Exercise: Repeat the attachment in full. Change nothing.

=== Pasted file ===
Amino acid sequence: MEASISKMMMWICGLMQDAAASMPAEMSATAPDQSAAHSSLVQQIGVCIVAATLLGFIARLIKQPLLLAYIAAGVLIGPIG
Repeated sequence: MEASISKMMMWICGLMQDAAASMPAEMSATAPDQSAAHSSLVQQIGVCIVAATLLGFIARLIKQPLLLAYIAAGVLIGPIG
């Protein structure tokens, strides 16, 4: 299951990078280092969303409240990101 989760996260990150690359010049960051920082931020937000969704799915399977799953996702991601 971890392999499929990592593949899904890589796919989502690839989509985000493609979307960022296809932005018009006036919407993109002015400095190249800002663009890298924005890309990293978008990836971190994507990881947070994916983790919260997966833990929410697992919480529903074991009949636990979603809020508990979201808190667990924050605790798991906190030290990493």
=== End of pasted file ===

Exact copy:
Amino acid sequence: MEASISKMMMWICGLMQDAAASMPAEMSATAPDQSAAHSSLVQQIGVCIVAATLLGFIARLIKQPLLLAYIAAGVLIGPIG
Repeated sequence: MEASISKMMMWICGLMQDAAASMPAEMSATAPDQSAAHSSLVQQIGVCIVAATLLGFIARLIKQPLLLAYIAAGVLIGPIG
């Protein structure tokens, strides 16, 4: 299951990078280092969303409240990101 989760996260990150690359010049960051920082931020937000969704799915399977799953996702991601 971890392999499929990592593949899904890589796919989502690839989509985000493609979307960022296809932005018009006036919407993109002015400095190249800002663009890298924005890309990293978008990836971190994507990881947070994916983790919260997966833990929410697992919480529903074991009949636990979603809020508990979201808190667990924050605790798991906190030290990493």